For the eighth straight year, TheWeeklyDriver.com has selected its top-10 cars of the year. Honda again leads the list with the three selections, followed by Chevrolet and Ford, each with two selections. The Honda Accord is the only vehicle to make the list every year.
This is the first year we’ve picked a single automobile to top the list. It’s the 2014 Volkswagen Jetta TDI. It’s the most economical, best priced, best designed and best- performing car available in the United States for $25,000.
As editor and publisher of TheWeeklyDriver.com since 2004, I drove 49 cars this year to consider for the top-10 list. Most automotive publications pick their top choice early in the model year. I think it’s to outdo each other.
TheWeeklyDriver.com waits until the end of the year to select its top 10. I think it’s good to have a year of perspective before picking the best cars of the year.
Most of TheWeeklyDriver.com reviews occurred after weeklong test drives. But I also test drove other vehicles at remote locations during regional media launches. In late 2013, I had to opportunity to test drive a 2014 Rolls-Royce Wraith in Arizona.
The limited edition vehicle was exquisite, and it should be. It has 624 horsepower and its the largest coupe ever made. It’s wickedly fast. The list of standard equipment and optional features on the Wraith is substantial. The MSRP is $284,900. The Wraith as test driven in the Arizona desert was priced at $376,875.
The iconic English carmaker presenters noted the 1,500 Wraiths planned for manufacture were sold out before they were made. Considering its status, I didn’t include the Rolls-Royce Wraith on the top-10 list, but it was the most intriguing car of 2014.
Here’s a synopsis of each TheWeeklyDriver’s.com top-10 cars for 2014. Price listed are as test driven except where the MSRP is listed.
Chevrolet SS, $45,770.
The 2014 Chevrolet SS is handsome, fast and powerful, and it bears an iconic nameplate. It’s everything a performance-oriented buyer could want — and with option to bring along his or her family, too. There’s one caveat: Solo and family trips will include plenty of gas station stops.
Ford Focus, $26,300.
European styling, great gas mileage, fun to drive, steady and astute on the road. What’s not to like?
Ford Fusion Hybrid, $37,905.
If the goal is to purchase a hybrid that’s economical, comfortable, stylish and that doesn’t look odd like many hybrids, then the Fusion is the right purchase. It’s attractive, gets terrific gas mileage and is reasonably priced.
Honda Accord, $28,280 (MSRP)
Like a go-to restaurant, a favorite brand of sweater or homemade chicken soup, consistency has always been one of the best attributes of the Honda Accord. The 2014 Honda Accord upholds the tradition.
Honda Accord Hybrid, 24,995 (MSRP)
It’s hard to figure out why the first generation Honda Accord hybrids didn’t sell well. OK, the gas mileage wasn’t great. And Honda generally doesn’t overtly tout any of its cars, particularly its alternative fuel and hybrid vehicles. That said, how could anyone not notice the Honda Accord Hybrid this time around?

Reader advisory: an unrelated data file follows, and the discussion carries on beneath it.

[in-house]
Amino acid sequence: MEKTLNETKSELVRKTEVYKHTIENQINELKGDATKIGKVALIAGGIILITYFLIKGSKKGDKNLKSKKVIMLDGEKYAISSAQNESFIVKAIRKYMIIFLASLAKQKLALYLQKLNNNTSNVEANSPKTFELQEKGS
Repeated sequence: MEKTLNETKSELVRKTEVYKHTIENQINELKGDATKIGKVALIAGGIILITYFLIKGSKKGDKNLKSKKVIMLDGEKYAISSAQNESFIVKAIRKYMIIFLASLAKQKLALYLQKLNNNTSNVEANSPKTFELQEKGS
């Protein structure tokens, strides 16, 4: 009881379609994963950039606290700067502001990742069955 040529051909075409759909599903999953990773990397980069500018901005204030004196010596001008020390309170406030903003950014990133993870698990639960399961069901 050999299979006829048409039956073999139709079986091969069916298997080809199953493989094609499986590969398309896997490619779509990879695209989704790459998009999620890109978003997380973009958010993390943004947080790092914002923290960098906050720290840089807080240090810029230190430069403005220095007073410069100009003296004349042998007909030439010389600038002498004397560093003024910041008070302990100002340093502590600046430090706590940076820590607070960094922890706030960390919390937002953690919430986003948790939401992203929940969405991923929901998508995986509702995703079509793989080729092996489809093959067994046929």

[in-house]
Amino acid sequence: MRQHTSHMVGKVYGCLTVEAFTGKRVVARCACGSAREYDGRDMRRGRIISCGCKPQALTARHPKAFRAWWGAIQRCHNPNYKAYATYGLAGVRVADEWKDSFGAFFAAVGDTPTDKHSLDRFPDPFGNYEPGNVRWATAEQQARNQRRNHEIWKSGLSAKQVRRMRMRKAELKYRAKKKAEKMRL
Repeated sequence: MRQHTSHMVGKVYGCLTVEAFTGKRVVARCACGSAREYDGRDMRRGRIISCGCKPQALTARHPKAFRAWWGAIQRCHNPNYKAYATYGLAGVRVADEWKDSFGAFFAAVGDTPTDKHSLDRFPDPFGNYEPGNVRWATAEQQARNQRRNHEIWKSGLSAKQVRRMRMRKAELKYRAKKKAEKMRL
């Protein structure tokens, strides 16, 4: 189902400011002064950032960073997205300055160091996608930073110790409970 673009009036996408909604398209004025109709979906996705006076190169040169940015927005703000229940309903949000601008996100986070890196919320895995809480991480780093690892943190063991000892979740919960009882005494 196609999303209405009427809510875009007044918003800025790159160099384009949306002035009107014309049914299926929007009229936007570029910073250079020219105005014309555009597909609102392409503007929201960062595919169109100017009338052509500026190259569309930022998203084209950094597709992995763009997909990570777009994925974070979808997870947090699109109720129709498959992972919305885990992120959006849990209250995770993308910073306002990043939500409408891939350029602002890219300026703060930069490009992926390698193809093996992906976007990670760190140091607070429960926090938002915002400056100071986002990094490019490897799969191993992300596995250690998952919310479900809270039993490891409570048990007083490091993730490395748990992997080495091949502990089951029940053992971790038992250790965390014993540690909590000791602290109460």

Honda Odyssey, $44,450 (MSRP)
Considering its room, seating configuration ease, driving dynamics and gas mileage, the 2014 Honda Odyssey is the most versatile vehicle in the auto industry.
Hyundai Equus, $68,920.
If you’re buying a luxury sedan for its badge, fine. If you’re buying a luxury sedan for any other reason, seriously consider the Hyundai Equus.
Kia Cadenza, $41,900.
If there were any doubts about the quality of Kia following the success of the Kia Optima, the uncertainties should now be gone. The Kia Cadenza is the best car the manufacturer has made and it’s the real deal on many levels.
Volkswagen Jetta TDI, $25,545.
Great gas mileage, quiet ride, diesel fuel, plenty of space, top safety ratings and great price point. Is there a better car available in the United States for $25,000?
Here’s the yearly list of TheWeeklyDriver.com’s top-10 cars since 2007
Chevrolet Impala, Chevrolet SS, Ford Focus, Ford Fusion Hybrid, Honda Accord, Honda Accord Hybrid, Honda Odyssey, Hyundai Equus, Kia Cadenza, Volkswagen Jetta, TDI. Special Mention: Rolls Royce Wraith
Acura ILX, Audi Allroad, BMW 750 Li, Ford Fusion, Honda Accord, Honda Odyssey, Hyundai Santa Fe, Infinti IPL, Mazda3, Volkswagen Beetle
Acura MDX, Acura TSX, Audi A7, Honda Odyssey, Honda (Civic) Natural Gas, Hyundai Sonata, Infiniti G37 IPL, Kia Optima Hybrid, Lexus ES350, Nissan Maxima.
Acura TSX, Buick Regal, Hyundai Elantra, Hyundai Sonata, Kia Optima, Mazda 2, Suzuki Kizashi, Toyota Avalon, Toyota Sienna, Volvo S60.
Audi A5, Chevrolet Camaro, Fort Transit Connect, Honda Crosstour, Infiniti G37, Lexus LS 460, Mini Mayfair (Special Edition), Subaru Forester, Suzuki SX4, Volkswagen Golf.
Acura TSX, Audi A3, BMW 335d, Honda Civic Hybrid, Honda Fit, Infiniti G37, Lexus GS450h, Lexus IS350, Nissan Versa, Toyota Corolla.
Audi A4, Audi A8 W12, BMW 128i, Cadillac CTS, Honda Accord, Honda Civic (Hybrid), Honda Fit, Kia Amanti, Mini-Cooper Clubman, Nissan Altima.
Cadillac CTS, Honda CR-V, Honda Fit, Honda Ridgeline, Hyundai Elantra, Lincoln MKZ, Mini-Cooper, Saab 9-3, Saturn Aura, Volkswagen EOS.
Article Last Updated: December 31, 2014.
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A sports, travel and business journalist for more than 45 years, James has written the new car review column The Weekly Driver since 2004.
In addition to this site, James writes a Sunday automotive column for The San Jose Mercury and East Bay Times in Walnut Creek, Calif., and a monthly auto review column for Gulfshore Business, a magazine in Southwest Florida.
An author and contributor to many newspapers, magazines and online publications, James has co-hosted The Weekly Driver Podcast since 2017.